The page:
The importance of touch
“My mother was my first country, the first place I ever lived”
This beautiful quote by poet Nayyirah Waheed truly encompasses the magnitude of birth – both for the newly born baby, who has moved on to another land, and for the mother whose child has left its first home. No wonder that these two beautiful people need time to adjust to their new and wonderful life.
Imagine being transported to a new country, where you must learn a new language, meet new people, hear new sounds and experience a new way of dressing in an instant. The
once muffled sounds of the world outside are now loud and clear and need interpretation. After giving birth, you are now the host of this tiny new soul in its new land.
Take a breath! The amazing thing about this situation is that you are both exactly where you are supposed to be – with each other. For new Mums, it is to be expected that 3 or 4 days following the arrival of your baby, you feel a little emotional and overwhelmed. This is totally normal – you have just brought a new person into the world and it is good to let all the emotions flow. If you are finding however, that within a couple of weeks you are still feeling low in mood and very tearful, make sure you speak to your midwife who will be able to arrange additional support.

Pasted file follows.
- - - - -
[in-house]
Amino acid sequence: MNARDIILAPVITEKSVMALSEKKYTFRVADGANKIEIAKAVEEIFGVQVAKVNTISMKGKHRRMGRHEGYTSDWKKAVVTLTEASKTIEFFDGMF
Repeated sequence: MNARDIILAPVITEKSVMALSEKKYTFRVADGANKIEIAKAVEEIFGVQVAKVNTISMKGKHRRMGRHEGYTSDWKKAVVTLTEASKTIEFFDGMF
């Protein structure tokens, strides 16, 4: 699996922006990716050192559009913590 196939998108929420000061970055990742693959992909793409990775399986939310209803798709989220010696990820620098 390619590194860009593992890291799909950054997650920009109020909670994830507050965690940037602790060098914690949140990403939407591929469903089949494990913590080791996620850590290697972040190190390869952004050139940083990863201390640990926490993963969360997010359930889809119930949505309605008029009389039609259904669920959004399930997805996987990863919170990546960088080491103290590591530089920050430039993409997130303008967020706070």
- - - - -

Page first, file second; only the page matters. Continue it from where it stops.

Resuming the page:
Partners are often forgotten when a new baby comes along but the same goes for them too – keep checking in with each other.
One of the best ways to help your baby learn all about their new home and everything that goes on within it is through touch – your baby’s first language. It has long been known that Inuit and African babies cry far less than their Western counterparts – one of the main differences is that these babies are very rarely separated from human touch.